With all due respect, Sir, your advanced directives and microchips bills may have impacted the thinking of some- and made them decide not to run!

    • ChuckEaton says:

      As Edward well knows, I also know what it’s like to work really hard and suffer a defeat. The hardest part for me was not really pity for myself, but I felt like I’d let the folks down who supported me.

      But a few days go by and if you got in the race for the right reaons, that knot in your stomach starts to fade. You realize your family still loves you and that dog you’ve been kicking for the last few days still wags its tail when you walk through the door.

      If you kept an open mind during the campaing, you probably developed a lot of respect for your opponent, and if you’re lucky, an eventual friendship.

  5. NoTeabagging says:

    To the candidates that reached out to the people, presented visions for the future, truthfully represented their experience, did not rely on tired party rhetoric… I applaud you. There are citizen listening to you. keep up your honorable work.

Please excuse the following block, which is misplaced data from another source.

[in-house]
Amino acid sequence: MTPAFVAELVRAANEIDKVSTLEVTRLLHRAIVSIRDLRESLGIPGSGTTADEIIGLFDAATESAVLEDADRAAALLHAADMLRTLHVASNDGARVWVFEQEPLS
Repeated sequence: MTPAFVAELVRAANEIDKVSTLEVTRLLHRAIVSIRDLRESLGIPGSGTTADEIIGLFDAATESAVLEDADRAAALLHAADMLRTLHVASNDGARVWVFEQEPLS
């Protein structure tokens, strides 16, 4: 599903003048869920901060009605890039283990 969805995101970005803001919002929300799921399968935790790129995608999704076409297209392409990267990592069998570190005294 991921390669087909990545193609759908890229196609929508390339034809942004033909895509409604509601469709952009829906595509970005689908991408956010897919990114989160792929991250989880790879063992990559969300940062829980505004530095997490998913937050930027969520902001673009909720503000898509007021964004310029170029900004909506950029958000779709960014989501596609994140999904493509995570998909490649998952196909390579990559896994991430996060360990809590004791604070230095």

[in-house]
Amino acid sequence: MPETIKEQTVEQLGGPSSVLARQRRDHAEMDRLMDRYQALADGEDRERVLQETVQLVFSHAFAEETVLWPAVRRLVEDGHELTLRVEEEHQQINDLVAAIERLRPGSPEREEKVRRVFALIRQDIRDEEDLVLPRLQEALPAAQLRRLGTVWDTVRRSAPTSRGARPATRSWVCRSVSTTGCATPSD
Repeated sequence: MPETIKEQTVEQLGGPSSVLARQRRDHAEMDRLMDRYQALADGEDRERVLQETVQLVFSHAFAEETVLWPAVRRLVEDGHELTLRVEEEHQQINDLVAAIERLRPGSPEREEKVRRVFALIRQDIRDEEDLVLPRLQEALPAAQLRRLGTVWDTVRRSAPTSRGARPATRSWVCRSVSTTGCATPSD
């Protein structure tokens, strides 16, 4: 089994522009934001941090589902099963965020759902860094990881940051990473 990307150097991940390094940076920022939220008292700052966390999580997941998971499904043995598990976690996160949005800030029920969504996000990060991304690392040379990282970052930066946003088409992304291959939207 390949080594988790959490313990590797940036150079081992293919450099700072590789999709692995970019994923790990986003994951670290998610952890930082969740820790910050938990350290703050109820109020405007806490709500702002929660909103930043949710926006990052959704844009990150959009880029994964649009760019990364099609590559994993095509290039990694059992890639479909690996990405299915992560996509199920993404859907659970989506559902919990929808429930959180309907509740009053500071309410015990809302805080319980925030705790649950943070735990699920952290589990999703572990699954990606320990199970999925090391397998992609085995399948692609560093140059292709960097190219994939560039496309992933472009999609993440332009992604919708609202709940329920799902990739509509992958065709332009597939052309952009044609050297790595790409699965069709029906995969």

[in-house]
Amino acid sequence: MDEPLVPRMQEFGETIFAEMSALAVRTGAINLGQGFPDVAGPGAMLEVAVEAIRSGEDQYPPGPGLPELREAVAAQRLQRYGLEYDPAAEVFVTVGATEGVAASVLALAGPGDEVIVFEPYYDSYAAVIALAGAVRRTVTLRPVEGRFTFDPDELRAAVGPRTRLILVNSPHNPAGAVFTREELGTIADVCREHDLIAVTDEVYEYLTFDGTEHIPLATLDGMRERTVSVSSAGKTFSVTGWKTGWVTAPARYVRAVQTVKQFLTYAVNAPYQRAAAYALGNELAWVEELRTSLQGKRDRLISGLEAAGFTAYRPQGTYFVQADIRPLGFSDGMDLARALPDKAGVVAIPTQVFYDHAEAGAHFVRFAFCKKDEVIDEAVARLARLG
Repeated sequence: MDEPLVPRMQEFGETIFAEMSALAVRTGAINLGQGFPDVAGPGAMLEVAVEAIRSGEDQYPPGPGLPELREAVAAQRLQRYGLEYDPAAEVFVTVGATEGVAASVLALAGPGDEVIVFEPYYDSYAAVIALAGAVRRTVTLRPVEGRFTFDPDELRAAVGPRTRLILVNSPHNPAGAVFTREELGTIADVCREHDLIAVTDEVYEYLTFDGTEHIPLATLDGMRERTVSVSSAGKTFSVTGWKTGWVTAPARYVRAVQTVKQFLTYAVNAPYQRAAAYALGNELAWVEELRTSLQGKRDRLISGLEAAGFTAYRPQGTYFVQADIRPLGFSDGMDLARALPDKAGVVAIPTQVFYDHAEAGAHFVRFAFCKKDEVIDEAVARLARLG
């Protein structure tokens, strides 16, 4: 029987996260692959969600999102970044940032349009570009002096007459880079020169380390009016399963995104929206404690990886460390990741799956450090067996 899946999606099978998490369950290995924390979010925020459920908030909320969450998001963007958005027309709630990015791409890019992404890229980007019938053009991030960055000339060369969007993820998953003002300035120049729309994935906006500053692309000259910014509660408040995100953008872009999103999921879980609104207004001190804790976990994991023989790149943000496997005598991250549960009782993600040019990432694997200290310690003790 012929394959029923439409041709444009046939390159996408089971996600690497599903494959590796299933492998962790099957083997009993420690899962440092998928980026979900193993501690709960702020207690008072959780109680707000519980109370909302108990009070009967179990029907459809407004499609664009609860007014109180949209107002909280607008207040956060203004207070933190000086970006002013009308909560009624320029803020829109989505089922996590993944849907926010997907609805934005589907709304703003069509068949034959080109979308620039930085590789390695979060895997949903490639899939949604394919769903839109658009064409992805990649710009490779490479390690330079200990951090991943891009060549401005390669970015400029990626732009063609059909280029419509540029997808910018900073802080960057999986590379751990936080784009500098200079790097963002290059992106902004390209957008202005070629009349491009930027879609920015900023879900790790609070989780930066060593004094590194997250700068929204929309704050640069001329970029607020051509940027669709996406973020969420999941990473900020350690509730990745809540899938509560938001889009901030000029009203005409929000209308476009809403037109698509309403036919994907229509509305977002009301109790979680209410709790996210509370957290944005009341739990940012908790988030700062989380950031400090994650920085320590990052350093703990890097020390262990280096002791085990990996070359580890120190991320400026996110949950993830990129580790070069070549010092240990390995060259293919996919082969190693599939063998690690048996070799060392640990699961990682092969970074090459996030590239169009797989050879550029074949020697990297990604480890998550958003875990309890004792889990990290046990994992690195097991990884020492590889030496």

To the candidates that got tabloid media time, bashed fellow candidates, bashed the other ‘party’, did Not present any original ides, hid ethics violations, hid campaign contribution sources and disgraced the citizens… I can only say to you, you are the reason many people are disgusted with politicians, with political campaigns, with the political parties. You are the reason for low voter turnout and apathy toward citizen involvement. You do a great disservice to the citizens of this democracy. I cannot support you.

    • EllaPatriot says:

      ” did Not present any original ides, hid ethics violations, hid campaign contribution sources and disgraced the citizens… I can only say to you, you are the reason many people are disgusted with politicians, with political campaigns, with the political parties. You are the reason for low voter turnout and apathy toward citizen involvement. You do a great disservice to the citizens of this democracy. I cannot support you.”


  6. Jeremy Jones says:

    As being in this position for the first time, I agree with the comments. It is dis-heartening, and have been fielding calls all night/day checking on me.

    Sure, disappointment is an obvious emotion, but, the election is over. My next goal is to stay active over the next session, and get others to stay involved as well. It is easy to get fired up during an election season. Hopefully we can keep some of that fire burning all year to an even larger segment of the population.